My work is informed by an interest in parallels between the industrial development beginning in the 19th century and the discovery of the chemical process to make a stable photographic image. Progressing simultaneously, both phenomena are responsible for unfathomable change in the way we live and trade information; both currently undergo great changes.
Investigating these parallels, I often found sublime beauty within the destructive power inherent in many industrial accomplishments. Most obviously this can be seen in my images from RheinBraun, Germany where I photographed the equipment used in strip mining. In the name of growth, an entire region was radically and permanently transformed. The mining process erased villages, displaced inhabitants, levelled hills, carved valleys, and destroyed the underground aquifer responsible for all life.
My photographs from Berlin and Battersea Power Station study the change of city landscape due to the introduction of large-scale power plants into the urban environment. Vacant decaying factories like the Nabisco factory in Beacon, New York give testimony to the fact that industrial transformation and migration has been underway for decades.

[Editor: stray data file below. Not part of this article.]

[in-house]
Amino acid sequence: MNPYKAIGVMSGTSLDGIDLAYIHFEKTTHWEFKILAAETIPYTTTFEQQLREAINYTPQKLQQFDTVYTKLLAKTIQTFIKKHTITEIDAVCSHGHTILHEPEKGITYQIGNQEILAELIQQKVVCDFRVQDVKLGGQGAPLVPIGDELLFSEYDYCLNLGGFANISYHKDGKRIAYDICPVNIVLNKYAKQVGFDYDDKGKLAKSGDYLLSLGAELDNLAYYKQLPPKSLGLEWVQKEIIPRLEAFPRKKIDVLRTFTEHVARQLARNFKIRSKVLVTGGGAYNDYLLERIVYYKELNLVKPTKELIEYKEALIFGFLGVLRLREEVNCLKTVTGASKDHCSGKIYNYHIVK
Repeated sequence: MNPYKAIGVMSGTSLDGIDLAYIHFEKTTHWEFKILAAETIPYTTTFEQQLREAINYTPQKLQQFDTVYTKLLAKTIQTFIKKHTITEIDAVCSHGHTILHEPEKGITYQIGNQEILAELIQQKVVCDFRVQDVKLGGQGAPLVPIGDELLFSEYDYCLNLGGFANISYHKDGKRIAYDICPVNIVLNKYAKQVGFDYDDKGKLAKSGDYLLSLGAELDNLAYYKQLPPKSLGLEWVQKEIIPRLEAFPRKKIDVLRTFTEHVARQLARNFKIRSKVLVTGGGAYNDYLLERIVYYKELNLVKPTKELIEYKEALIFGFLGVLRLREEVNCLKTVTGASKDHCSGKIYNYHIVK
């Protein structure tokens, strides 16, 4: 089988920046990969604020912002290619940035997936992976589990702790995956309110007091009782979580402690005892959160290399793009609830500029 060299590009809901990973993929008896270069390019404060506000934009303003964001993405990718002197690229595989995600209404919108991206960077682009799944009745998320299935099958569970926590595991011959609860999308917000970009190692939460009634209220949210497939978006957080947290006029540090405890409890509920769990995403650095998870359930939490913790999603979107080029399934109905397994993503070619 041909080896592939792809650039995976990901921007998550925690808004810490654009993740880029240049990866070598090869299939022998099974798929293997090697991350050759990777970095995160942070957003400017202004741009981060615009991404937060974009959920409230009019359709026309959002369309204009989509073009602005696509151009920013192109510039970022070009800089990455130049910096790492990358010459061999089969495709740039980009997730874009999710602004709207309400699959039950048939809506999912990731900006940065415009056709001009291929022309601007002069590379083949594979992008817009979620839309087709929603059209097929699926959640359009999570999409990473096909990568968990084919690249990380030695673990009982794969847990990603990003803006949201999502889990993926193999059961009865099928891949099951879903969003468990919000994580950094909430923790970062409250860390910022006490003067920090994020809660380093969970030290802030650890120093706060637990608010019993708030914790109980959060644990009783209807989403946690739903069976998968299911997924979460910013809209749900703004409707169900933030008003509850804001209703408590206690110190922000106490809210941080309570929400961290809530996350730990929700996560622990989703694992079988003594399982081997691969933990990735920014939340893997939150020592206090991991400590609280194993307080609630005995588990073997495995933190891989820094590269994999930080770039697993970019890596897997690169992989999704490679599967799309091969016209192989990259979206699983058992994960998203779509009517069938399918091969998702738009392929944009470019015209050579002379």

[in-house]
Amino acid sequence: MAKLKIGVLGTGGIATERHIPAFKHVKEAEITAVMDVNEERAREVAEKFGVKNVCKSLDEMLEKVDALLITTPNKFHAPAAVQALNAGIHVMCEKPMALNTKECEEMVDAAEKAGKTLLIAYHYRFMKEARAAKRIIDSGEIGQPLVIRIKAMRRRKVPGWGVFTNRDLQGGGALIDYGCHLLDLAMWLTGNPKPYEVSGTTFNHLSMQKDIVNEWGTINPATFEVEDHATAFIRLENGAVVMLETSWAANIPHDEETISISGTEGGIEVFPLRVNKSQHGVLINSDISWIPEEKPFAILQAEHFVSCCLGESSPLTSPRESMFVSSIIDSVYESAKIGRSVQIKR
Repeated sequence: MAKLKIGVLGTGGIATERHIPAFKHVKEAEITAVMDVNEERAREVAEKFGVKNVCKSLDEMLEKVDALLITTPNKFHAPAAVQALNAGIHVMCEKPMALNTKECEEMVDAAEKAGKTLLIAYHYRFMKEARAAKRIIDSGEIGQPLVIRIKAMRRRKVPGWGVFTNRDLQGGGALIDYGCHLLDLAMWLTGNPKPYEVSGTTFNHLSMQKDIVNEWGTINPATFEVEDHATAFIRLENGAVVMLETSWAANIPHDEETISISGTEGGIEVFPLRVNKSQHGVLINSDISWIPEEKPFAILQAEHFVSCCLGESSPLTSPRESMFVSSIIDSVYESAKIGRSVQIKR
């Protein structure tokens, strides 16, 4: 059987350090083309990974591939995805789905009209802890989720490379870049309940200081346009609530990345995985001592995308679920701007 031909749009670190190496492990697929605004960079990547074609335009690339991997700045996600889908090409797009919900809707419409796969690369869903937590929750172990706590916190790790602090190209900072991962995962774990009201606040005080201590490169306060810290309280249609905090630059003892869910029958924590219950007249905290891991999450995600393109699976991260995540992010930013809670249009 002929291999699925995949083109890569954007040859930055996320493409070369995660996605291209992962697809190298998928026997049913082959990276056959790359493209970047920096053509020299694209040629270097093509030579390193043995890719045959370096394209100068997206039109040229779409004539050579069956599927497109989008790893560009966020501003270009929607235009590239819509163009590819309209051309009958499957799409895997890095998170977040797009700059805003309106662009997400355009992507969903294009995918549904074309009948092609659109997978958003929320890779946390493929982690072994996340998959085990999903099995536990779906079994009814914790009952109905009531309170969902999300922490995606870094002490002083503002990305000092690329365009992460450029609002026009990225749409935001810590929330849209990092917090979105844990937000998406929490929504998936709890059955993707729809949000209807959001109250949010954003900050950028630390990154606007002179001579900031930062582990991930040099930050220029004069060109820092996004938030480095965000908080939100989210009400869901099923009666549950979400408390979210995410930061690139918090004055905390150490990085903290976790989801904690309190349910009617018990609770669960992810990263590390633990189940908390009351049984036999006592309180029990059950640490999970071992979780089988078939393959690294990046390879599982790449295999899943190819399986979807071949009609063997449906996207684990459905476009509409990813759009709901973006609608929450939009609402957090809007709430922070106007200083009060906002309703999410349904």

In earlier images, I photographed vessels of transportation within their industrial environment, including shipyards, airports, and the hangar in which a Zeppelin was constructed. My investigation focused on the monumental, the sublime, and the overbearing appearance and threatening function of these objects. The image of an oil rig nearing completion in a German shipyard is suddenly charged with a reminder of its destructive potential as the Gulf of Mexico is devastated by the worst oil spill in the history of the U.S. My interest in transportation involves globalization, which is part of our life and provides the comforts we expect to live in. Often it destroys regional economies and radically threatens the environment.
A conceptual investigation of the relationship between my process and my subject matter always concerned me. The camera, being a room, an architectural entity, introduces an immediate parallel to the architecture I photograph. The scale of my work gives evidence to both—the medium of reception and the monumentality of the perceived. The void inside the dark interior camera room receives and contains the light, transforming it into a latent image. Unifying method and subject, this function directly relates to that of the emptiness of the vessel awaiting merchandise hence fulfilling its function by shipping it elsewhere.
My work explores the enormous achievements and the destructiveness within the industrial process. While it does not provide the answer to sustainable growth, its very existence suggests contemplation, hoping this may lead to greater respect for the environment.
I am honoured to be nominated for the Prix Pictet, and thank you for your interest.
Vera Lutter, July 2010